2023 IPPY Bonze Medal for Wartime Fiction
"This story of a granddaughter trying to understand what the grandfather she never knew went through will break your heart. But it will also make you proud of young men, their loyalty and courage in an impossible situation, and their women who never lost faith or hope."
"Fifty years ago, the Vietnam War marked a time of unrest in America. This novel brings that conflict home today as a woman searches for truth in her own life by finding answers to her grandfather’s death. If you enjoyed Rhys Bowen’s Tuscan Child, you’ll love The Broken Hallelujah and its story of the impact the Vietnam War has on a family today."
"Vietnam . . . a war that scarred a generation and changed American culture. Wendy Adair explores what it was like then and what it is like now for one family confronted with present and past heartbreak, its pivot a Vietnam vet missing in action almost fifty years but, in truth, never missing from impacting the lives of those who loved him. Adair shows how love in action can move a man beyond a name chiseled among too many on a wall in our nation’s capital."
Vietnam Veterans of America Book review
Wendy Adair’s first novel, The Broken Hallelujah (Bungalow Books, 370 pp. $26.99, hardcover; $16.95, paper; $5.99, Kindle), is a believable, enjoyable book divided into two stories that come together at the end.
One story is set in 1969 during the war in Vietnam and the other in 2019 in Texas. That’s where Robin Carter, a thirty-year-old woman, is trying to discover what happened to her grandfather that led to be listed as Missing in Action in the war.
Robin, recently divorced, has moved in with her grandmother, who may be dealing with early-onset Alzheimer’s. One afternoon UPS delivers a package from the government—her grandfather’s Army footlocker. Inside it are uniforms, blankets, small boxes, papers, letters, and photos. What immediately captures Robin’s attention are dozens of pocket-sized notebooks filled with her grandfather’s jottings.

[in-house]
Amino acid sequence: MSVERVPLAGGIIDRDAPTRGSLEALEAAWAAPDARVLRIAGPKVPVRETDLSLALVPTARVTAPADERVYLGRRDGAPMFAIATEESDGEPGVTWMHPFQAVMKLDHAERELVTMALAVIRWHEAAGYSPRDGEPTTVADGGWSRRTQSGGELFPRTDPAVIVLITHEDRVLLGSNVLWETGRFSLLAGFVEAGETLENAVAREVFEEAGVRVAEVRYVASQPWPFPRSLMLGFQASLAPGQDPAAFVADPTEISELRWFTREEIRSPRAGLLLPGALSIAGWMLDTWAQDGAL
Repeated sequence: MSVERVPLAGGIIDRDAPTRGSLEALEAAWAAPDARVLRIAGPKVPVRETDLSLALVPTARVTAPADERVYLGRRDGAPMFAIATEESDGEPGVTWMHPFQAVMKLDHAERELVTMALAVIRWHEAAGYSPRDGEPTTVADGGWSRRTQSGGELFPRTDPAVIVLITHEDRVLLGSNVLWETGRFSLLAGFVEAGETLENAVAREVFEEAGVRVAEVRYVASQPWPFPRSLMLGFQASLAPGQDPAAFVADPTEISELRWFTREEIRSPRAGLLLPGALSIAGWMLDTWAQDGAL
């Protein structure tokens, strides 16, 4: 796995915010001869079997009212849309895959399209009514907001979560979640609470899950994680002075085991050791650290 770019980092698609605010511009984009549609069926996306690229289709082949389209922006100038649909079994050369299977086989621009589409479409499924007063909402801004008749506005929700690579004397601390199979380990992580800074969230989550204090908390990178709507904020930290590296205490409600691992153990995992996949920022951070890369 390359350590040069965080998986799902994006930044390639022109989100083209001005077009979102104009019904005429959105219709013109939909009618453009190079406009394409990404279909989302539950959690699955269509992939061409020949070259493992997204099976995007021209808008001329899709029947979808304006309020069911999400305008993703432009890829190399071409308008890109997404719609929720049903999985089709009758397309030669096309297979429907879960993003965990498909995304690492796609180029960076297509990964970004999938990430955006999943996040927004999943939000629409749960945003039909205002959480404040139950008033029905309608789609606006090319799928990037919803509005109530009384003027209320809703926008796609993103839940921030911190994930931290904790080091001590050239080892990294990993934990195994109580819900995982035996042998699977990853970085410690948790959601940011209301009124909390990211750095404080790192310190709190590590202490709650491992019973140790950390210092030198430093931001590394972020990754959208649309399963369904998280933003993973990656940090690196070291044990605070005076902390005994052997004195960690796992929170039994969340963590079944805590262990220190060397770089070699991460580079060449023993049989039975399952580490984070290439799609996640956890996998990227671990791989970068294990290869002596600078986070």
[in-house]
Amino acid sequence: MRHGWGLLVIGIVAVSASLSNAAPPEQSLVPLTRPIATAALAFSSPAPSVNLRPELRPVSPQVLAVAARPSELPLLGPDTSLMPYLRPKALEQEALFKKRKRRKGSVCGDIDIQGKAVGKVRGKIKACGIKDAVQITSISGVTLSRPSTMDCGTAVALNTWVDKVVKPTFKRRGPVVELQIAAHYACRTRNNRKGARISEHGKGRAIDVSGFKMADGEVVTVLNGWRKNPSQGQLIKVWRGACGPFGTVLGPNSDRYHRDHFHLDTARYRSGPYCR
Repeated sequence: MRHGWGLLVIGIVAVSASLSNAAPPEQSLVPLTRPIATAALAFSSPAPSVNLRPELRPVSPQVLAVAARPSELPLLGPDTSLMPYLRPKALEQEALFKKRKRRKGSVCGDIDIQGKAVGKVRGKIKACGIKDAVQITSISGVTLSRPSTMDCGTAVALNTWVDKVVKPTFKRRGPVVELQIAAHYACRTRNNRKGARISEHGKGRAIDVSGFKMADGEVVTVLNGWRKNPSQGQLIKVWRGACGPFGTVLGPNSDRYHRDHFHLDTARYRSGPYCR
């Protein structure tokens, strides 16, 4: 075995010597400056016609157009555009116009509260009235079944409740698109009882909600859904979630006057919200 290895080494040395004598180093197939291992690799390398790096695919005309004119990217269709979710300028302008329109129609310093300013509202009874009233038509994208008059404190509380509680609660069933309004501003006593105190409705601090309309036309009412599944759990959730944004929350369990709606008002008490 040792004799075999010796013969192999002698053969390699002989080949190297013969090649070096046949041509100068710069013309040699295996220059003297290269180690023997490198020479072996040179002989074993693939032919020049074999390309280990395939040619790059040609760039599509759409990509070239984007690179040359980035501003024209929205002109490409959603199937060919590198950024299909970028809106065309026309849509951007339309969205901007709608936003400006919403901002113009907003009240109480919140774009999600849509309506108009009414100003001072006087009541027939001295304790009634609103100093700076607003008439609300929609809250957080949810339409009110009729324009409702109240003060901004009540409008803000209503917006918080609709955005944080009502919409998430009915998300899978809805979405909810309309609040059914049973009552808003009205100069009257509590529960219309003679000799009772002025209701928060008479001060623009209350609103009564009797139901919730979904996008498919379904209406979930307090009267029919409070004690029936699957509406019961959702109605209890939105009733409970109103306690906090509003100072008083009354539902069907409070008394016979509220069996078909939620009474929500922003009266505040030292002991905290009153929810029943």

“I’m wondering what happened to him,” she says to her grandmother. “Where’s this stuff been all this time? Why was it sent here now?” She reads the journals, along with a small batch of letters that her grandmother had never shown her, and that’s how we learn parts of her grandfather’s story.
Robin then reaches out to veterans groups and government agencies to try to help her understand what she’s reading. She discovers a formerly classified investigation of an incident in which several men were killed and her grandfather went missing. There are hints of illicit drug use, forced sexual activities with under-aged females, and some sort of massacre carried out by Americans.
I enjoyed the moment when, engrossed in reading about her grandfather in Vietnam, Robin says to her grandmother, “It doesn’t mean anything” about a health issue, thereby using her own form of a common phrase GIs used during the war.
With this small anecdote I had no doubt that that this determined young woman was not going to give up until she solved this mystery, and was on the way to reviving her grandfather’s good name.
I admire writers who had no personal experiences with the Vietnam War who spend the time and effort writing creatively about it. Through research and a desire to tell a good story Wendy Adair has produced this well-crafted Vietnam War-heavy novel. For others who may have the same interest, she has done a great job showing them the way.
This story follows present-day Robin Carter as she cares for her grandmother and begins to dig into what really happened to her grandfather Martin’s disappearance in the Vietnam war.
Martin has been MIA for fifty years when suddenly his footlocker is delivered to his widow. Inside the footlocker are Martin’s journals. As Robin reads them, she gets a sense of the honest and brave man her grandfather was. She also suspects there has been a coverup in the details of his death.